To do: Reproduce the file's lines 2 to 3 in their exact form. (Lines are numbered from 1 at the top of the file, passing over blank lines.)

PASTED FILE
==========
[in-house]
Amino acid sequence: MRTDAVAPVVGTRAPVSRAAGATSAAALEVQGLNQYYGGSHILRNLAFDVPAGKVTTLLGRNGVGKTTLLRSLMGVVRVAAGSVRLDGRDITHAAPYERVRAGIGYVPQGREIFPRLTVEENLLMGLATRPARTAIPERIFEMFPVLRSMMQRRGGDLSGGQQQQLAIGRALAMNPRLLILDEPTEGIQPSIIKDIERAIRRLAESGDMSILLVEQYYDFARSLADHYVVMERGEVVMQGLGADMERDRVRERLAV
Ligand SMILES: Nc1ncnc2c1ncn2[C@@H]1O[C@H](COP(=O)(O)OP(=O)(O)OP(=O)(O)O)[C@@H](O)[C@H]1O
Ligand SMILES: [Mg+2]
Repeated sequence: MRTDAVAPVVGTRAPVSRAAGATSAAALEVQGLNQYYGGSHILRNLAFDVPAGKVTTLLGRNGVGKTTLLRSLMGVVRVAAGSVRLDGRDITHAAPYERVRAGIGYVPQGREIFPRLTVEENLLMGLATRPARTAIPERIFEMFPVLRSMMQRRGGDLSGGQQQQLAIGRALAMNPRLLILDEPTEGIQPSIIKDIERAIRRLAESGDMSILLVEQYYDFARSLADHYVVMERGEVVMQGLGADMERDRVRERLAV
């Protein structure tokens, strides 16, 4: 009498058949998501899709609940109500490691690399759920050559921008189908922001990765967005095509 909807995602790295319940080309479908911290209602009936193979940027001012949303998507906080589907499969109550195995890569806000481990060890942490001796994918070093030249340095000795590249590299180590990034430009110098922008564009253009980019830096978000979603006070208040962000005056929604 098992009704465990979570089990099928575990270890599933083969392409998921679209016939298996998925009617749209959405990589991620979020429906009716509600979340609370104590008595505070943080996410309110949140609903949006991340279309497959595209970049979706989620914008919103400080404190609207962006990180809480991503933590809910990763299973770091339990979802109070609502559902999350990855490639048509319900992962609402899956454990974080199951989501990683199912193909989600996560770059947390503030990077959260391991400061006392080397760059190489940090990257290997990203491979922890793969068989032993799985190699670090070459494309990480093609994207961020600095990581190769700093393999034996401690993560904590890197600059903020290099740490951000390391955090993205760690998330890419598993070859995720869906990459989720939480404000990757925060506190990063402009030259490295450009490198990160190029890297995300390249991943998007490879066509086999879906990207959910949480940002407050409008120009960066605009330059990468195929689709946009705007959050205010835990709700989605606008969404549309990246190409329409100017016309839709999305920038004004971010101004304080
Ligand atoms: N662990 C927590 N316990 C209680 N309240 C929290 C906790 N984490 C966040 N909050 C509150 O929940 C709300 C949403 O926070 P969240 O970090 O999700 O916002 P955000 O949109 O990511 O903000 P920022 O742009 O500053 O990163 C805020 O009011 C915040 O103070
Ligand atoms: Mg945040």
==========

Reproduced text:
Amino acid sequence: MRTDAVAPVVGTRAPVSRAAGATSAAALEVQGLNQYYGGSHILRNLAFDVPAGKVTTLLGRNGVGKTTLLRSLMGVVRVAAGSVRLDGRDITHAAPYERVRAGIGYVPQGREIFPRLTVEENLLMGLATRPARTAIPERIFEMFPVLRSMMQRRGGDLSGGQQQQLAIGRALAMNPRLLILDEPTEGIQPSIIKDIERAIRRLAESGDMSILLVEQYYDFARSLADHYVVMERGEVVMQGLGADMERDRVRERLAV
Ligand SMILES: Nc1ncnc2c1ncn2[C@@H]1O[C@H](COP(=O)(O)OP(=O)(O)OP(=O)(O)O)[C@@H](O)[C@H]1O